Anti-Defamation League pays visit to PV

According+to+Dr.+Barry+Bachenheimer%2C+the+district%27s+director+of+curriculum%2C+instruction%2C+and+assessment%2C+early+feedback+to+the+Virtual+Days+on+Tuesday+and+Wednesday+has+been+mostly+positive.

Curstine Guevarra

According to Dr. Barry Bachenheimer, the district's director of curriculum, instruction, and assessment, early feedback to the Virtual Days on Tuesday and Wednesday has been mostly positive.

Jamie Ryu, Staff Writer

The Anti-Defamation League met with Mr. Erik Gundersen, Pascack Valley Regional District’s Superintendent of Schools, Mr. Tom DeMaio, the principal of Pascack Valley High School, and Dr. Barry Bachenheimer, the district’s Director of Curriculum, on Thursday to discuss how the school could address bias inside the school.

While many people are under the impression that the Anti-Defamation League is primarily an anti-semitism organization, they specialize in combatting hate of all kinds.

“They deal with not only religious bias but racial bias and racial issues,” Gundersen said, “as well as white supremacy.”

“It was interesting to hear the efforts of the Anti-Defamation League regarding bias against homosexual individuals and transgender individuals,” Gundersen added.

Gundersen, DeMaio, and Bachenheimer met with Joshua Cohen, the director of the ADL’s New Jersey regional office, at 8:30 a.m. in DeMaio’s conference room. The meeting lasted around two hours.

They started by giving Cohen a tour of the school.

“He seemed impressed by what we currently do in the school district,” Gundersen said, “but then we spent of a lot of the time talking about the incidents that have taken place throughout the school year.”

After the tour, they focused on how to address the way that minority groups feel as well as teaching tolerance and acceptance in the community.

“I think we’re going to have a very good working relationship together,” Gundersen said.

Cohen and Gundersen plan to meet again next week to go over educational components that they can bring into the school district. Cohen will be talking with educational specialists within the ADL before their next meeting. They may meet again the following week, according to Gundersen.

Gundersen said that they’re also going to Bergen Community College next week to look at their Center for Tolerance and learn what they do.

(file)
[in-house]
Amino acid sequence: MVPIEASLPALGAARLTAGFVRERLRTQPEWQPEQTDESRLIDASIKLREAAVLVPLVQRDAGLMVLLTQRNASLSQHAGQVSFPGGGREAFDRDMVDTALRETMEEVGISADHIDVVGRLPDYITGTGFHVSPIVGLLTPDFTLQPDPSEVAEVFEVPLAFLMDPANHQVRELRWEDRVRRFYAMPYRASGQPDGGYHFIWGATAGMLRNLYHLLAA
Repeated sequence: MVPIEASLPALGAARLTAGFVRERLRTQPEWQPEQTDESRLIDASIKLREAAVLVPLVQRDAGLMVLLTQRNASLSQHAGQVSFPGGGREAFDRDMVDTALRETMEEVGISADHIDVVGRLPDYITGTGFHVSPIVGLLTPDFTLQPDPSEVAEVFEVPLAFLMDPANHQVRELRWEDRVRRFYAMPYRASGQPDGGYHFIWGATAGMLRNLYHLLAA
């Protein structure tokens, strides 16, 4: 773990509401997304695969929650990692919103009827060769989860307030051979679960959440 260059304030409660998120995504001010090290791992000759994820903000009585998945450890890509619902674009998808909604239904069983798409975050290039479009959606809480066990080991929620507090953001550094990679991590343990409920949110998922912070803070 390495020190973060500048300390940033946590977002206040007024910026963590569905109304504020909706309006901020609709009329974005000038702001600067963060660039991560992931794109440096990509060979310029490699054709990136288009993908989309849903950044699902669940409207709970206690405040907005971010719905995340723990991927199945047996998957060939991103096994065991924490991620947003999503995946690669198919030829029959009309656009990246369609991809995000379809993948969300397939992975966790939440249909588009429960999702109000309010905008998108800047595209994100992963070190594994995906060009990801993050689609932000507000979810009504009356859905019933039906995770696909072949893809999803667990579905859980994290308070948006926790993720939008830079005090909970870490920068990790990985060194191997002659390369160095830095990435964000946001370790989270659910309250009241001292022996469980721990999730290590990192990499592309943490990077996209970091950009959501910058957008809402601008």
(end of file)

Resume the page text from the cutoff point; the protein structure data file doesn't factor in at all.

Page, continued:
“Everything from conflict resolution to educational program to student organizations” will be reviewed during the Bergen visit, Gundersen said.

The district has also reached out to the NAACP and, according to Gundersen, they will be meeting in the near future.

The ADL has a program called “No Place for Hate”, where if a school fulfills certain criteria you will be branded a “no place for hate school.” It’s meant to be a rallying point for the school.

“I’m not sure if we’re going to necessarily go with this program,” Gundersen said. “It’s just something we talked about.”

Cohen also mentioned programs that focused on educating teachers and administrators about bias and what to do about biased behavior as well as a peer leaders program that focused on conflict resolution and bias.

“First, we need to gather some data from our school community,” Gundersen said. “That may be through a survey that we issue before the end of the school year.”

After meeting with different organizations, Gundersen will be releasing information to the student body, as well as the faculty and administration, about short term and long term solutions. Plans will be revealed before the end of the school year.

“We’re going to form decisions by including representatives from the student body, specifically students who are in the various minority groups that have felt strongly about some of the events that have taken place, to get their perspectives on this as well,” Gundersen said.